Kevin J. Anderson’s Selected Stories: Horror and Dark Fantasy is definitely good, but I preferred his Selected Stories: Science Fiction Volume 1. There’s a handful of stories in here that are humorous, and while I definitely agree with Anderson’s assertion in the introductions to these stories that horror can also be funny, some of them were just so silly that they disrupted the feel of the book. When I settle in to read something described as horror and dark fantasy, I’m definitely looking for a certain feel. Humor can leaven that, but I prefer that it not get too silly. There are also a few stories that are a little cartoonish or ham-handed in one way or another, such as the opening story set in Tucker’s Grove (Anderson has a number of dark stories set in this fictional town). That said, there’s plenty of delightful, spine-tingling, downright chilling material in here as well, so the book as a whole is well worth the read. Just a content warning for you: there is one brief, frank rape scene in here. It’s handled well (i.e. it isn’t lurid or prurient), but it might be a tough scene for some readers.

I enjoy the Tucker’s Grove stories, but some are definitely better than others. There’s a humor piece about a man who goes to great lengths to track down Dracula for entertaining reasons. There are several werewolf stories, including a nicely chilling one set in the middle of nowhere and a rather silly one set in Hollywood. The humorous story about resurrecting a one-hit wonder metal singer starts out well but gets over-the-top goofy at the end. There’s a fabulous story about an antique camera inhabited by an incubus, which delightfully manages to include the phrase “psychic moebius strip.” There’s a Dan Shamble, P.I. story set at a cosplay convention that is just a bit of silly fun.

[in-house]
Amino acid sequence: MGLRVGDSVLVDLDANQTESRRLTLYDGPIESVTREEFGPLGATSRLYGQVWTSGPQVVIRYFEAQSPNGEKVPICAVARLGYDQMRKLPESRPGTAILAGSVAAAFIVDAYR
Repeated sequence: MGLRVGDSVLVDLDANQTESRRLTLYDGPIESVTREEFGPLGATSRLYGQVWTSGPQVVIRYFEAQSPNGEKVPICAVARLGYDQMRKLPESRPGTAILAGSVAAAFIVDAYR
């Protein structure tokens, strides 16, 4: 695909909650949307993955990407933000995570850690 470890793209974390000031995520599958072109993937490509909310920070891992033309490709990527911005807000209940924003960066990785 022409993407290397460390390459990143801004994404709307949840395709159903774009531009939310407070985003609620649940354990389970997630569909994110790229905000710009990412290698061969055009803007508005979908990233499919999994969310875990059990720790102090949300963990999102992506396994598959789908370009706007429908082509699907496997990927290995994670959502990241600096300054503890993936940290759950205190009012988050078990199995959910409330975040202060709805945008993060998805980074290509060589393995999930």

I think my favorite stories were some of Anderson’s very short flash fictions. “Age Rings” was the first story in this book to truly make my jaw drop. It’s short enough that I can’t really say anything about it without giving too much away. The same can be said about a chilling Christmas story later in the book.

There’s a delightful piece that explores the origins of the pieces of Frankenstein’s monster, deftly interweaving the tales. There’s also a story about a drummer who bikes through Africa, only to discover a mysterious little town that is the source of some truly unusual drums. A few chilling ghost stories round things out, mostly set in various historical periods.

On the whole I recommend Anderson’s collection of dark fantasy and horror tales. Maybe if you’re expecting the bits of silliness they won’t break the mood for you quite as much as they did for me, and there’s plenty of good, chilling material in here.

They were like ghosts from his past who had come–not to haunt the General–but to let him haunt himself.

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Stuff for Gamers

Take a look at the shirts-n-things in our stuff for gamers store.